Clemson University Extension will help low- to moderate-income individuals launch businesses as part of new program funded by the city of Columbia. Extension associate Stanley Green is bringing the international Ice House Entrepreneurship Program to Columbia’s Eau Claire community with the hopes of teaching working residents how to dream like entrepreneurs.
Clemson University Extension will hire specialists across the state and expand programming to better meet the needs of South Carolina’s residents and economy in a five-year strategic plan approved by university leaders.
Some North Charleston children are experiencing nature as never before this week thanks to a new 4-H camp funded by the Disney Conservation Fund. The Charleston Natural Resources Camp will expose 25 North Charleston youth to forestry, water toxicology and wildlife.
BLACKVILLE — Watermelon growers could earn about $1,500 more per acre with timely fungicide applications, according to Clemson University Extension specialist Anthony Keinath. And if they apply pesticides in the evening, they’re less likely to disturb bees, important pollinators for fruit and vegetable production, said Extension bee specialist Jennifer Tsuruda.
South Carolina 4-H members are helping wildlife eat through the stressful summer by planting food with a donation of 500 pounds of seed from Wannamaker Wildlife.
Retired Clemson University Extension agents Rowland Alston, Bill Craven and Bill Riser were inducted into the A. Frank Lever County Extension Agent Hall of Fame for their service to South Carolina residents and commitment to help improve the state’s economy.
Clemson Extension agent Amanda McNulty has received a national horticulture award from the prestigious Garden Club of America as the 2015 recipient of the Zone VIII Horticulture Commendation.
Farmers getting their feet wet in agribusiness have access to entrepreneurial education and business consultation through workshops offered by Clemson University. The South Carolina New and Beginning Farmer Program is accepting applications for the 2015-2016 statewide program through July 12.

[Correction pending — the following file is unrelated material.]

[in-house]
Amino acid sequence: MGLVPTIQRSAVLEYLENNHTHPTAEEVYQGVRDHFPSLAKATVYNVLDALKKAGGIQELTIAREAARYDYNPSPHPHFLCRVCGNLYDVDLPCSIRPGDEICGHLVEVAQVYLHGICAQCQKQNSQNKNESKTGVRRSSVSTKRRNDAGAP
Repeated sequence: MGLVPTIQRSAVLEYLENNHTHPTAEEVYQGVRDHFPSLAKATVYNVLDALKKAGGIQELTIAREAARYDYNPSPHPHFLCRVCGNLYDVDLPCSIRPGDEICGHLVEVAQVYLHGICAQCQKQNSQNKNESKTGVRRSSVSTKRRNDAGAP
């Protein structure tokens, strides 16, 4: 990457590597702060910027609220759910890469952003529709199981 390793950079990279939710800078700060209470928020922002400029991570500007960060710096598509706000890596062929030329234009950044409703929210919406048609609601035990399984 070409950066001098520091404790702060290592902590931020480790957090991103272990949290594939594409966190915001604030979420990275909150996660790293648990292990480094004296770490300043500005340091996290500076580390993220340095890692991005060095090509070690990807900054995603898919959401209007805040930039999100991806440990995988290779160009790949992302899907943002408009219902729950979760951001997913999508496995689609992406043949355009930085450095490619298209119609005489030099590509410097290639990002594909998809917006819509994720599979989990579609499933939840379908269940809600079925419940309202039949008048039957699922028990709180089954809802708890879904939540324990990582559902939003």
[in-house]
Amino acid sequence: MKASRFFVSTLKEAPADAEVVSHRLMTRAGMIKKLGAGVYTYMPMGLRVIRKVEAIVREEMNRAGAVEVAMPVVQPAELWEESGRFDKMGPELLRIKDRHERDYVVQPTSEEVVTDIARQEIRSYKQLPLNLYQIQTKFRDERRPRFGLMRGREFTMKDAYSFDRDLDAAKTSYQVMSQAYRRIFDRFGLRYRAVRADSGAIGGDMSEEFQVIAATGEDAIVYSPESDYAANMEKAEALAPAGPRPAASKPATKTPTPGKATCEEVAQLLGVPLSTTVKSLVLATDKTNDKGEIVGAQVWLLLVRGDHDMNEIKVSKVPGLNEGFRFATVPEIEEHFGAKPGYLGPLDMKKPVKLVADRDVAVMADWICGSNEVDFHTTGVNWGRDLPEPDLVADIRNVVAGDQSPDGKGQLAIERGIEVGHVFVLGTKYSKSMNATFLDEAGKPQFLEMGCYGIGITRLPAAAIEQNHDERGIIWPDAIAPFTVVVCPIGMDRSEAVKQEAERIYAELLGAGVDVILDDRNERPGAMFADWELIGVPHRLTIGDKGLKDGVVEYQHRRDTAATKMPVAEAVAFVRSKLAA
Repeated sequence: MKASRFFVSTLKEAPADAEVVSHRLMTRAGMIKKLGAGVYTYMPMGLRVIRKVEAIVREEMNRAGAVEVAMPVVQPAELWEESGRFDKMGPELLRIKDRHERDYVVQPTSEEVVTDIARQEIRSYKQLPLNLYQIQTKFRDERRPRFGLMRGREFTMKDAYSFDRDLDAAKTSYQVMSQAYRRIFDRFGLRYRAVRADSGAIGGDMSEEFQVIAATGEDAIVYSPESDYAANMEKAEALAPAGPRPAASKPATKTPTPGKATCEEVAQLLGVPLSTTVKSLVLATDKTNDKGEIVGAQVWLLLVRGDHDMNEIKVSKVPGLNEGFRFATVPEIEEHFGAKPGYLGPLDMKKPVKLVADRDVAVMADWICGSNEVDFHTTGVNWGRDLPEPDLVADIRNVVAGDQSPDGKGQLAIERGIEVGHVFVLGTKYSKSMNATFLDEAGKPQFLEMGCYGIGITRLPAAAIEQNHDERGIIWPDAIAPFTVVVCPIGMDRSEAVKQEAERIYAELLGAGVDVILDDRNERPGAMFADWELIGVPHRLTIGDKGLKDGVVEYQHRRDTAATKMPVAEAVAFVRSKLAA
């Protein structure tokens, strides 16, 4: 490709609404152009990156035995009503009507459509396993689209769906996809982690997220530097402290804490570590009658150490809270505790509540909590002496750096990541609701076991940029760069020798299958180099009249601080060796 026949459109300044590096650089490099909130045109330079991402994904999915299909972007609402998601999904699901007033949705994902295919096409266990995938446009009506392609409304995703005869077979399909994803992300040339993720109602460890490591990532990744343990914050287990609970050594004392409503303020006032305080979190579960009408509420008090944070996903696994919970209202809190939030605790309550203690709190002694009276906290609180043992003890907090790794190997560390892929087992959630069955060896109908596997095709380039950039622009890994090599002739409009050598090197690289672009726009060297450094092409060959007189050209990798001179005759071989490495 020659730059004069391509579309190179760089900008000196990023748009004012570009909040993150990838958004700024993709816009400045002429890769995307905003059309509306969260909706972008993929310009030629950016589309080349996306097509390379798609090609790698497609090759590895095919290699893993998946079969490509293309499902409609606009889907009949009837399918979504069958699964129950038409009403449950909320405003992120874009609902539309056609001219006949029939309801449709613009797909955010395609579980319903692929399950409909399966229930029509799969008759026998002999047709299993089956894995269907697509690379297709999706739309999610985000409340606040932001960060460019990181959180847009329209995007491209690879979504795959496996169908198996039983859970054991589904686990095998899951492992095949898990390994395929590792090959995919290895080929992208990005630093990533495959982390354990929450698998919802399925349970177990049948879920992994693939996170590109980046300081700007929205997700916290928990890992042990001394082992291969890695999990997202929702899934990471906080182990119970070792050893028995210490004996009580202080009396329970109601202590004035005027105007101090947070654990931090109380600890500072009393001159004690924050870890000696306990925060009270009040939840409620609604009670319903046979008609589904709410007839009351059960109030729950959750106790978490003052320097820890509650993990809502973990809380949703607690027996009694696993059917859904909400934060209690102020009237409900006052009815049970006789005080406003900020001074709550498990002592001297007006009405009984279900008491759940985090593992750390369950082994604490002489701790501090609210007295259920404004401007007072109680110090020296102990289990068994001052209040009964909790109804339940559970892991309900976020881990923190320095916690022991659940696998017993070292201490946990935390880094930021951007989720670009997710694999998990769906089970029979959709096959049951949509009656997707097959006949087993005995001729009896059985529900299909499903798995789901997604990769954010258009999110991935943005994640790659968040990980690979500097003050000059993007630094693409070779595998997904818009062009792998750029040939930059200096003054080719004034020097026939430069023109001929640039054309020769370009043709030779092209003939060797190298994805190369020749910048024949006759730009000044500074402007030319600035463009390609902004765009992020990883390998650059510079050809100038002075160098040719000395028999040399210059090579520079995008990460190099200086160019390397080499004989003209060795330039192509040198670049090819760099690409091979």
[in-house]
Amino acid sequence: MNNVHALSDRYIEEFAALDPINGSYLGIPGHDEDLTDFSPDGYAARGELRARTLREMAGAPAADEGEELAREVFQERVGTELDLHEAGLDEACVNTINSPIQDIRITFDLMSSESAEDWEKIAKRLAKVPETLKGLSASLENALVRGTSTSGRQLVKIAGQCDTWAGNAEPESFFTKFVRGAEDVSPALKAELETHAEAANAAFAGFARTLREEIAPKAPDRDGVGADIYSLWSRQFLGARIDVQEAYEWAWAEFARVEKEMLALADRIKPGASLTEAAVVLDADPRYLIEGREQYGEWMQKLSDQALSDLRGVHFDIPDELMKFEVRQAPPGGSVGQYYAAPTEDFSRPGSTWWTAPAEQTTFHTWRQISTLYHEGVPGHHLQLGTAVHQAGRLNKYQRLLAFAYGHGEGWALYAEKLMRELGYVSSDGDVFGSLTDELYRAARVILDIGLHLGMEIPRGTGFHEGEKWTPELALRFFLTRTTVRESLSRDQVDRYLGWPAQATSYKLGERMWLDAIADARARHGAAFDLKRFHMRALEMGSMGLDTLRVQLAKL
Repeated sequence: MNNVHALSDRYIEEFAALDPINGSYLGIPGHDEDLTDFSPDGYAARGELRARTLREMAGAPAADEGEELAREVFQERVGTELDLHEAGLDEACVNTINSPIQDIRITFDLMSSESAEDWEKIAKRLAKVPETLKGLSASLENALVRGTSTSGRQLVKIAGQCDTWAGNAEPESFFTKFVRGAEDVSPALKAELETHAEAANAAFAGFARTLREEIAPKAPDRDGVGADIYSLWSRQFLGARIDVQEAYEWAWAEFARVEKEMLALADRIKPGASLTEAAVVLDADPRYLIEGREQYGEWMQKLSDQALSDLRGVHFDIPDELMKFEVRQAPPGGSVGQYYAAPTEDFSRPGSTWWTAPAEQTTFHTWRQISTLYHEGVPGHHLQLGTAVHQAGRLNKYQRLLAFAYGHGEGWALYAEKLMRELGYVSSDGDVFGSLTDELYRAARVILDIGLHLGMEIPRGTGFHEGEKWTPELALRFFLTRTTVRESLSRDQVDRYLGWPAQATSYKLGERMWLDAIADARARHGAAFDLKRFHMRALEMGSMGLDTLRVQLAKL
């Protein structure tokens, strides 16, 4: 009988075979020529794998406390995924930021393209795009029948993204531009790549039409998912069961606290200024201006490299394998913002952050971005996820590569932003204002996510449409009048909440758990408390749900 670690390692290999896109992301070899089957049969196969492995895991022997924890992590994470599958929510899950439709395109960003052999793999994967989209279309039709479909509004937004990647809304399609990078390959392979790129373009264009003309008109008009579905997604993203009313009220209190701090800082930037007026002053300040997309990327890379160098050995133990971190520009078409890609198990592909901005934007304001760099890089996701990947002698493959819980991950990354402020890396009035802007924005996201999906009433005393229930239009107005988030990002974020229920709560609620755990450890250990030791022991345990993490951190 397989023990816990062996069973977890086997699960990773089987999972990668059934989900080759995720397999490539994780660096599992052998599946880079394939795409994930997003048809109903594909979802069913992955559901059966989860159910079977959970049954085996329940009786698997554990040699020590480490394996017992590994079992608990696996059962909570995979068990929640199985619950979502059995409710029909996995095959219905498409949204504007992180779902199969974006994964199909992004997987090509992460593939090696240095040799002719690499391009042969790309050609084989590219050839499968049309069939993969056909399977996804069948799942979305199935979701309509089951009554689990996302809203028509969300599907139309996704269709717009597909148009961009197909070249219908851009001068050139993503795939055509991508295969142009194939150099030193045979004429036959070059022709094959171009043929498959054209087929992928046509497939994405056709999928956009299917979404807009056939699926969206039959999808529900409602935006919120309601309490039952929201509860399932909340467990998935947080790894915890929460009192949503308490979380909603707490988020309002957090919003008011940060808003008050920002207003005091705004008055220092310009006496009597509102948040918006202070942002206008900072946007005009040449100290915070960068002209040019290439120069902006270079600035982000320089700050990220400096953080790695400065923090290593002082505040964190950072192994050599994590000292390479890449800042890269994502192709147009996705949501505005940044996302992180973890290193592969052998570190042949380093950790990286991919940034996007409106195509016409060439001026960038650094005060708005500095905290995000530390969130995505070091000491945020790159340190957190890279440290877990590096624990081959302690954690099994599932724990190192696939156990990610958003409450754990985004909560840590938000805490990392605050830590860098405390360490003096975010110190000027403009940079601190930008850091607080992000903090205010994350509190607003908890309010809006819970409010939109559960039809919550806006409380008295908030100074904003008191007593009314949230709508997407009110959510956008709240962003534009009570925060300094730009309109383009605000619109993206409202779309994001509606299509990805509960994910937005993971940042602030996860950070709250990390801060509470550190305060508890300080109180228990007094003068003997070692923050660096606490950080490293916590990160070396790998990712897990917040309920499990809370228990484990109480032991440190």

Clemson University has been designated an Innovation and Economic Prosperity University by the Association of Public and Land-grant Universities (APLU) in recognition of Clemson’s strong commitment to being a leader in regional economic engagement.
Sonny Ramaswamy, director of the National Institute of Food and Agriculture, delivered a taste of what is to come when he gave a seminar at Clemson University June 10.
During late April and early May, Clemson Senior Extension agent Mark Arena spent about two weeks in a mountainous region of Guatemala training and assisting farmers who grow peaches, apples and plums.
Harleston Towles’ 2.5-acre organic vegetable farm on Johns Island may be small, but he says it is cutting edge thanks to lessons learned from Clemson University’s Coastal Research and Education Center. Towles is one of few growers in the state or the nation planting rice 10 inches apart (rather than right next to each other) […]
A pasture is much more than grass. It’s a complex ecosystem of living organisms vital to soil, forage and animal health. Pastures often aren’t treated as such, however. They’re overgrazed, over-tilled and overworked, leading to nutrient loss in soil, water runoff, poor forage yields and inadequate weight gain in cattle. Clemson Extension is teaching cattle farmers to reap the many benefits of proper rotational grazing methods.
The agriculture sector is a hot one for careers with a new federal report showing a gap between the number of agricultural jobs created annually and the number of graduates in related fields. The Clemson University College of Agriculture, Forestry and Life Sciences is working to fill the gap as enrollment has grown 50 percent in the past decade.
Clemson University Extension received a grant to launch a rural entrepreneurship program in Abbeville, McCormick and southern Anderson counties. The pilot program could be replicated across the state, providing businesses and prospective entrepreneurs with education, mentorship and consultation to ensure their ventures are successful. Additionally, Extension will work with communities to explore the creation of farmers markets or community kitchens where growers can package fresh produce, among other projects.